By Chad Campbell

Haley Oliver, Associate Professor of Food Science, was the first woman to present the Justin Smith Morrill Memorial Lecture in early November in New Orleans. On December 10, she delivered her presentation once more at Purdue University.


The memorial lecture is one of three sponsored by the U.S. Department of Agriculture (USDA) National Institute of Food and Agriculture (NIFA) and Association of Public & Land-Grant Universities (ALPU) to honor the founding fathers of the land-grant system. NIFA selected Oliver “in recognition of her demonstrated leadership in education as well as her contributions to promoting excellence in the food and agricultural sciences.”


Oliver was the second Boilermaker chosen since the lecture series began in 1980, following 2004’s selection of former Purdue President Martin Jischke. The selection capped an exciting year for Oliver, during which she also received the Charles B. Murphy Outstanding Undergraduate Teaching Award, Purdue’s highest undergraduate teaching honor.

The crowd laughs at one of Oliver's many jokes.
To the delight of the crowd, Oliver's lecture was full of humor.

Oliver titled her lecture “A Millennial’s Perspective on the Land Grant System and its Role in Global Resilience.” The millennial viewpoint came from her lifetime of experience in the land-grant system. Extension has been a constant in Oliver’s life since she joined 4-H at nine years old.  Oliver went on to study at two land-grant institutions, the University of Wyoming and Cornell University, before joining Purdue University’s faculty in 2010.

“Because it’s a millennial’s perspective,” Oliver said, “I asked what can (those with more experience in the land-grant system) do to help the newer faculty not make mistakes with this framework we’ve been given?  How do we keep it healthy and well?  How do we scale and flex the land-grants to changing stakeholders so it’s not all about production agriculture, where it started?”

Oliver shared her story at the ALPU’s 131st annual meeting, its largest ever.  “The theme of the ALPU conference was resilience,” Oliver recalled. “I’d been thinking a lot about that word because of a proposal we’d just finished putting together where resilience is a big piece of how to develop better food safety around the world. Let’s think about how we use that as a strategy for the land grants domestically, but also with international development.”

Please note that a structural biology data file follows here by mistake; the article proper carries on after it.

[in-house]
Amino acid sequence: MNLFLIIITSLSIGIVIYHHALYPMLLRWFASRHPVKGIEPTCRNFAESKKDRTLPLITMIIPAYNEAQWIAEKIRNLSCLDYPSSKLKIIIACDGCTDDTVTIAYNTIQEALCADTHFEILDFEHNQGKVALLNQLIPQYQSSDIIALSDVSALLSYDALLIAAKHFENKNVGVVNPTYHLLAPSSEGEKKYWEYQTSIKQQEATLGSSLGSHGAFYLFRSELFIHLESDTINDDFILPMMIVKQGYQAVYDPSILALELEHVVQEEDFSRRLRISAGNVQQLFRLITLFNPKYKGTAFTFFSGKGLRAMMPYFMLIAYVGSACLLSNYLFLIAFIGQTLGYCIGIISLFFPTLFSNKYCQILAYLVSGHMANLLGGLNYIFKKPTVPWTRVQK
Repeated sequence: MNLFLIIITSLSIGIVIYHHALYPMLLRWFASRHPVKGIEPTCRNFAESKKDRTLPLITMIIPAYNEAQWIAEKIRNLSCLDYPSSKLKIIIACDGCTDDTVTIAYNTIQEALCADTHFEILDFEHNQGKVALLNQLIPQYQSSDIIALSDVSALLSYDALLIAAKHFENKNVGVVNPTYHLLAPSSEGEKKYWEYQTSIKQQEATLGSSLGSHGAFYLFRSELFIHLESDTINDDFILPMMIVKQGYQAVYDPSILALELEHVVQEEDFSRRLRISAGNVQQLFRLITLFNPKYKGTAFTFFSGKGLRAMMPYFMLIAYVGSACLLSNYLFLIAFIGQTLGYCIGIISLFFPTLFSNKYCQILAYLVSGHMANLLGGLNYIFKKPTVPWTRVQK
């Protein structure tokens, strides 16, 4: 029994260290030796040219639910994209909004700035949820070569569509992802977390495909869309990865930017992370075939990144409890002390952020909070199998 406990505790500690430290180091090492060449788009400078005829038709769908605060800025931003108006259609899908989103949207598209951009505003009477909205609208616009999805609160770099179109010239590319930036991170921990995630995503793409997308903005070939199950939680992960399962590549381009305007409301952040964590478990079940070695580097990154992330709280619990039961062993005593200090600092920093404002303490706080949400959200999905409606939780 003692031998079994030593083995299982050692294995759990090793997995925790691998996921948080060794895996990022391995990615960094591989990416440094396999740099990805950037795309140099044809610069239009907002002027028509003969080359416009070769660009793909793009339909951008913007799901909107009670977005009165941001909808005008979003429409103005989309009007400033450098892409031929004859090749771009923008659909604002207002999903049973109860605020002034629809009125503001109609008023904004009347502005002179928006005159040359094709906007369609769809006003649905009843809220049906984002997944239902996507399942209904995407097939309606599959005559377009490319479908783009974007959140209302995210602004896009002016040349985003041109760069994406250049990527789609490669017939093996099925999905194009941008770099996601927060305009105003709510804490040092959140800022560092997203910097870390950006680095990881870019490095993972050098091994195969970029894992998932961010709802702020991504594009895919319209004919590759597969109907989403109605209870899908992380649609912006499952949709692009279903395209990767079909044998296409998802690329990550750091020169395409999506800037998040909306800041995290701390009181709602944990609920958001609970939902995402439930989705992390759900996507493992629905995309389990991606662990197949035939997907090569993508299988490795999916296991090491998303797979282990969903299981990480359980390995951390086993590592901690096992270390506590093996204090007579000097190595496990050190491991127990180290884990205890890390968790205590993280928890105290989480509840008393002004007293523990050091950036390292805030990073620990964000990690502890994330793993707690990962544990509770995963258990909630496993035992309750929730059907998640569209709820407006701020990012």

A focus of Oliver’s speech was her work with Purdue scientists to develop a food technology program at Herat University in Afghanistan. The US Agency for International Development funded the efforts to increase food safety in the developing country, agreeing with the significance Oliver places on food security.


Oliver explained: “In Afghanistan, if we can make sure that people can eat, can feed their families and they’re at that level of well-being, you’re less motivated to seek alternative income sources like ISIS or other extreme opportunities in order to achieve the same income. Why we care about agriculture, why we care about food safety and food systems in these countries is that if you can eat, you can have a stable economy in that sense. It helps mitigate some of the other challenges down the road.”

Oliver emphasized how important the land-grant system is to her, calling it her personal doctrine. “If I’m finding something to believe in today, it’s this kind of system,” she said.  “I think the systems we’ve built are foundational to the success of the United States. I think it’s a platform for integrating government industry and academia.  With all those stakeholders at the table, that’s what will really help angle the policy.”

Oliver smiles as she presents her lecture

Oliver continued, “We’ve done a great job in this college of holding on to Extension through budget cuts, through flat-line amounts of money coming from the state. When we look at how challenged some of our neighbors are, we should be very proud of that, but we can’t be complacent.”

Karen Plaut introduces Haley Oliver

Karen Plaut, the Glenn W. Sample Dean of the Purdue College of Agriculture played a large role in Oliver’s nomination and explained the reasoning behind her endorsement. “We nominated her because she really has an excellent story to tell. She has so much great work she’s doing.”